Claire Trevett

Claire Trevett is the New Zealand Herald’s deputy political editor.

Battle for family vote on paid parental leave

A move from National is expected to avoid being outflanked by Labour.

The Government says paid parental leave has got to sit alongside a very wide range of priorities. Photo / Getty Images
The Government says paid parental leave has got to sit alongside a very wide range of priorities. Photo / Getty Images

Finance Minister Bill English has dampened down expectations of any big increase to paid parental leave in tomorrow's Budget, saying there were a number of other priorities to address as the Government enters a new era of surpluses.

The Government is expected to deliver something for parents after Labour produced its policy to raise paid parental leave to six months and pay a "baby bonus" of $60 a week to households earning less than $150,000 a year and who do not get paid parental leave.

It is now widely expected that National will also move on paid parental leave to avoid being outflanked by Labour in fertile vote-hunting turf, despite saying it would veto Labour MP Sue Moroney's bill to increase it to 26 weeks and delaying its progress until after the Budget.

Mr English has also hinted at some more targeted support for low-income parents is on the cards, after criticising Labour's baby payments for not targeting the less well off.

"We will proceed in the same way as in the past and that is picking pretty carefully where we can apply more taxpayers' money to get some longer term payoff."

Yesterday Mr English said voters would have to wait until tomorrow to find out what was on offer from National, or whether any change at all was proposed. While moving back into surplus offered more choices for the Government, it would not necessarily blow it all on a single area such as paid parental leave.

"It's a good thing, and when we've got a bit more room to afford it we can look at it. But keep in mind that it's got to sit alongside a very wide range of priorities."

He warned there would be no blowout. "We're not promising to put a lot of cash into people's pockets and I don't think they'd believe us if we did. I think people know Budgets from this Government are going to be pretty careful. They're not going to be big windfalls for everybody and any decision we make is going to be sustainable. We don't do things for some short-term hit."

Child poverty experts said they would prefer any extra money for parents to be targeted at poorer families rather than extending paid parental leave.

Victoria University's Jonathan Boston, who co-chaired the 2012 Children's Commissioner's Expert Group on Child Poverty, said he did not know what National would do, but he was not overly hopeful of big change. He said if the aim was to help parents of babies and infants then extending paid parental leave was not the best approach. "Even if you extended it for another 12 weeks, that's still only another 12 weeks and a disproportionate amount of the assistance would go to better off families." Targeting those on low incomes could be done through Working for Families, through extending the Parental Tax Credit or altering the Family Tax Credit so babies and infants received the same as older children. That was one of the recommendations of the Expert Group which said it would benefit families with younger children and large families.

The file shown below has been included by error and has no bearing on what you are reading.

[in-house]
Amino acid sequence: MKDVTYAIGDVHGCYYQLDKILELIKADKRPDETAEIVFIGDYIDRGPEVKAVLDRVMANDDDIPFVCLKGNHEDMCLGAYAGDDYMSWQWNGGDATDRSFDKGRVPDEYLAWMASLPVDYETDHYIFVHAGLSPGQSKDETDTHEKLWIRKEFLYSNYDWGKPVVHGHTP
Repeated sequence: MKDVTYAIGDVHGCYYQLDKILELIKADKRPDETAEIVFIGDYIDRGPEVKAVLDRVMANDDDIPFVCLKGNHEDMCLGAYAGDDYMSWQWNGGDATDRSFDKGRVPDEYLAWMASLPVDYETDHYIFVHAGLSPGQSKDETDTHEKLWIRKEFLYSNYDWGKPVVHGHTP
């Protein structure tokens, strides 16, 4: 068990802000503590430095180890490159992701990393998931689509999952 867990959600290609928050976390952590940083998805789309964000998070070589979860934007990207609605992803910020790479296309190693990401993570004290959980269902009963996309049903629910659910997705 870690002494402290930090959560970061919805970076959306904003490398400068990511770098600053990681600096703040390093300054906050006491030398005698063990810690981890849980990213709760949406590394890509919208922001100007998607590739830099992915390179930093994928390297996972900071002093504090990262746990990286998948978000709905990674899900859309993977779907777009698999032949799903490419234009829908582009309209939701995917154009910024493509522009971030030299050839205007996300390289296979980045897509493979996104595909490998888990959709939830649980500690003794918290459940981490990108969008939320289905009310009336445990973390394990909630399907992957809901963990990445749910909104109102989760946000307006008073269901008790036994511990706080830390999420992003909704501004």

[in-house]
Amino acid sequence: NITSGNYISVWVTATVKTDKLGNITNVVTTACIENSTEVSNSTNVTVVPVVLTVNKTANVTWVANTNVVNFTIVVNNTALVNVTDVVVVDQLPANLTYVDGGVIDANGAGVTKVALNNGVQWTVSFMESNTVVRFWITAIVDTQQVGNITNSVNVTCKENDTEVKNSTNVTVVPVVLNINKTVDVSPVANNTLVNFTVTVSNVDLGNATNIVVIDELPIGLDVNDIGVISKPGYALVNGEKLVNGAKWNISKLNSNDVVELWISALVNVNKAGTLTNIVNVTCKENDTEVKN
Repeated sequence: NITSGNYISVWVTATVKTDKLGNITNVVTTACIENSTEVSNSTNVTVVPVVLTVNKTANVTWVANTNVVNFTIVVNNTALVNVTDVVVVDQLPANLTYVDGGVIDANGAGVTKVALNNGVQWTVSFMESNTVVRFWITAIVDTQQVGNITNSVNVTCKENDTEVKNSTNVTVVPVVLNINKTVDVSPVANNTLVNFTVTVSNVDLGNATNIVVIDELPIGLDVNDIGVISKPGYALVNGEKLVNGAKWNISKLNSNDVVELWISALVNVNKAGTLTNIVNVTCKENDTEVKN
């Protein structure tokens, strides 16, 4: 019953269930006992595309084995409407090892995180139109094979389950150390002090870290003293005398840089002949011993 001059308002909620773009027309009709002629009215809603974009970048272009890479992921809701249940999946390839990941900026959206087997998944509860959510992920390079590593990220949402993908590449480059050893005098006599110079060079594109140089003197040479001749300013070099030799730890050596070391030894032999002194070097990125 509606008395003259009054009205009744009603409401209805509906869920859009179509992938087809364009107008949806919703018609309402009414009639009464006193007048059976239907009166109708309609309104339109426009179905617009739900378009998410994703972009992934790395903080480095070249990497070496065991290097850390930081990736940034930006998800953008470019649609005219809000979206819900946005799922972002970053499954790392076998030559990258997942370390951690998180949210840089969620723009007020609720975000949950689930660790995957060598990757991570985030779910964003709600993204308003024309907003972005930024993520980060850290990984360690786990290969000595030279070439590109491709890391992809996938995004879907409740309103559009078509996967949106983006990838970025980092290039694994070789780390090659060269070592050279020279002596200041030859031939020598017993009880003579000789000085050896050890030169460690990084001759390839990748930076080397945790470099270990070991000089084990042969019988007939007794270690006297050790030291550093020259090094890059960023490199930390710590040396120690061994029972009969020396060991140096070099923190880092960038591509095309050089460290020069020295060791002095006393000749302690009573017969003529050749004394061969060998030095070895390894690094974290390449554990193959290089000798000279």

"I think whatever the Government does, it will be relatively modest and it wouldn't surprise me if it was staggered so that it would be implemented over several years. Even a modest amount - an extra $20 or $50 for a period of time - would be a significant help to families which are struggling."

University of Auckland senior lecturer and Child Poverty Action Group spokeswoman Susan St John said tax credits should be extended to beneficiary families and indexed to inflation.

"A lot of newborns get nothing - they get nothing from paid parental leave or tax credits. The most cost-effective way is to give all low-income children the same weekly assistance."

Budget options for parents of newborns


Increase paid parental leave:
Currently gives up to $490 a week. Likely a staggered increase, possibly from 14 to 16 weeks immediately rising to 20 over the next few years (estimated cost of 18 weeks is an extra $46 million a year). Possibly loosen the eligibility criteria of being in same job for at least 12 months. Will be less than Labour's plan to increase it to 26 weeks over three years (expected to cost an extra $138 million a year once in place.)
Who benefits: 40 per cent of working parents who meet the criteria.

Altering Working for Families tax credits:
Extend the Parental Tax Credit. Currently offers up to $150 a week for the first two months of a baby's life whose parents do not get paid parental leave. Change the Family Tax Credit so babies get a higher weekly rate, possibly offset by reducing payments for teenage children. Currently firstborn children under 16 get $92 a week, while subsequent children under 13 get $64 a week. Children over 16 get $91-101 a week. Also possibly lifting the abatement threshold from $36,350 and moving to index payments and
abatement thresholds.
Who benefits? Working families on low incomes, especially those who do not qualify for paid parental leave.

Extra allowance for beneficiaries:
Social Development Minister Paula Bennett refused to say whether beneficiary parents can expect any extra help from the Budget. The Children's Commissioner's report on
child poverty said about 60 per cent of all children in poverty were in beneficiary households, mostly sole parent. They do not qualify for paid parental leave or Working for Families credits and National and Labour have ruled out extending the scheme to
beneficiary families.
Who benefits: Lower income families on benefits.

- NZ Herald

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